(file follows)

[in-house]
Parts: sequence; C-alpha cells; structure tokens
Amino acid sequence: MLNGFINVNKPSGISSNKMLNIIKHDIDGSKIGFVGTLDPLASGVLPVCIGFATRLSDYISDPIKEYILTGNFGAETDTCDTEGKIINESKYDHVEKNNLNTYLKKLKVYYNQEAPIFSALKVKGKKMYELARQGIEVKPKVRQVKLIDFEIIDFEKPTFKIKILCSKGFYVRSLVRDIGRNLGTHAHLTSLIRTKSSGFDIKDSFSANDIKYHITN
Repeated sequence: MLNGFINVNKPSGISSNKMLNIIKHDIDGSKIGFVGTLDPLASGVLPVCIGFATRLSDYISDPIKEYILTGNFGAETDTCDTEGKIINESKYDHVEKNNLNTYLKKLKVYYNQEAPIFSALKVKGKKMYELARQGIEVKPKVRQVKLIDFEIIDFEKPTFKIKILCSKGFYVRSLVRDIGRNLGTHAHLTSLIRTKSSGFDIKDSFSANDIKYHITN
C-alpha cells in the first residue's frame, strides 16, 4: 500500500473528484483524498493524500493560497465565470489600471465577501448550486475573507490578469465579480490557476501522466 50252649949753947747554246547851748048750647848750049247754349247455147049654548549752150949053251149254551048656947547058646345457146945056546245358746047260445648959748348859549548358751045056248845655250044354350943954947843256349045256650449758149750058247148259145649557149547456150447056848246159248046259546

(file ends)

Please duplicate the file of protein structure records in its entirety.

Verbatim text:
[in-house]
Parts: sequence; C-alpha cells; structure tokens
Amino acid sequence: MLNGFINVNKPSGISSNKMLNIIKHDIDGSKIGFVGTLDPLASGVLPVCIGFATRLSDYISDPIKEYILTGNFGAETDTCDTEGKIINESKYDHVEKNNLNTYLKKLKVYYNQEAPIFSALKVKGKKMYELARQGIEVKPKVRQVKLIDFEIIDFEKPTFKIKILCSKGFYVRSLVRDIGRNLGTHAHLTSLIRTKSSGFDIKDSFSANDIKYHITN
Repeated sequence: MLNGFINVNKPSGISSNKMLNIIKHDIDGSKIGFVGTLDPLASGVLPVCIGFATRLSDYISDPIKEYILTGNFGAETDTCDTEGKIINESKYDHVEKNNLNTYLKKLKVYYNQEAPIFSALKVKGKKMYELARQGIEVKPKVRQVKLIDFEIIDFEKPTFKIKILCSKGFYVRSLVRDIGRNLGTHAHLTSLIRTKSSGFDIKDSFSANDIKYHITN
C-alpha cells in the first residue's frame, strides 16, 4: 500500500473528484483524498493524500493560497465565470489600471465577501448550486475573507490578469465579480490557476501522466 50252649949753947747554246547851748048750647848750049247754349247455147049654548549752150949053251149254551048656947547058646345457146945056546245358746047260445648959748348859549548358751045056248845655250044354350943954947843256349045256650449758149750058247148259145649557149547456150447056848246159248046259546